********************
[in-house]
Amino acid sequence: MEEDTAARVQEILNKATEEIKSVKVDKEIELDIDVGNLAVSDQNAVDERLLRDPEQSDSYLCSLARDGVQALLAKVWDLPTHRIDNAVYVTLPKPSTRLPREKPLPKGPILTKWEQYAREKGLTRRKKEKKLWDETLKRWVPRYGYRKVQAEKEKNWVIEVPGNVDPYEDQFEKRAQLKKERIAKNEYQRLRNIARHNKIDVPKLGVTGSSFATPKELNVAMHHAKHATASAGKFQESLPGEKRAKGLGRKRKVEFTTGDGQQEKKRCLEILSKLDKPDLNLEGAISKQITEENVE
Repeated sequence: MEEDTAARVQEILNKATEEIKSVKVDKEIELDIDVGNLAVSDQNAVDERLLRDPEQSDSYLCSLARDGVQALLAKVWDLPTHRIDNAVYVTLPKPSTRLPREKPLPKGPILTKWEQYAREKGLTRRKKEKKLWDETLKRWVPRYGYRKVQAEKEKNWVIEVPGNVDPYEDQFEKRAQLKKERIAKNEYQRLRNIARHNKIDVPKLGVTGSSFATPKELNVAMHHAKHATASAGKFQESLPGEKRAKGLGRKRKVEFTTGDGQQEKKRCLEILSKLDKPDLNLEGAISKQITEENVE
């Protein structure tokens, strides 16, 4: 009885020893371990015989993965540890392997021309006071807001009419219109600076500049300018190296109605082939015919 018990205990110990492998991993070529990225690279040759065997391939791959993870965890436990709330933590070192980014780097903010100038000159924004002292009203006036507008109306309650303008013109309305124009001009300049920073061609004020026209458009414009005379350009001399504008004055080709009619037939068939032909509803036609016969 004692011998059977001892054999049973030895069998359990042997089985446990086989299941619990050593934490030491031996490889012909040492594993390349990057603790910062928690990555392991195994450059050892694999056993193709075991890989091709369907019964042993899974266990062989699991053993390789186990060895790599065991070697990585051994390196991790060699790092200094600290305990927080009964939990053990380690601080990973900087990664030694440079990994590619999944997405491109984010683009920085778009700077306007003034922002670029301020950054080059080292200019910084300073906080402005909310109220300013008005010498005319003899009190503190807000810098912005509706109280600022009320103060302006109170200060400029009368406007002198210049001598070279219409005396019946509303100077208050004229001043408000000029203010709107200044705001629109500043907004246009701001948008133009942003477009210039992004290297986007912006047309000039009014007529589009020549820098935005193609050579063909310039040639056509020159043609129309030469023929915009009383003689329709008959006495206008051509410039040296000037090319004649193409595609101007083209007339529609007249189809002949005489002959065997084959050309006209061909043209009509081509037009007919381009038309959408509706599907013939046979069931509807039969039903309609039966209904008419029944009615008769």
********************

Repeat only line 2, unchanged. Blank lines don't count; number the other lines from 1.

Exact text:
Amino acid sequence: MEEDTAARVQEILNKATEEIKSVKVDKEIELDIDVGNLAVSDQNAVDERLLRDPEQSDSYLCSLARDGVQALLAKVWDLPTHRIDNAVYVTLPKPSTRLPREKPLPKGPILTKWEQYAREKGLTRRKKEKKLWDETLKRWVPRYGYRKVQAEKEKNWVIEVPGNVDPYEDQFEKRAQLKKERIAKNEYQRLRNIARHNKIDVPKLGVTGSSFATPKELNVAMHHAKHATASAGKFQESLPGEKRAKGLGRKRKVEFTTGDGQQEKKRCLEILSKLDKPDLNLEGAISKQITEENVE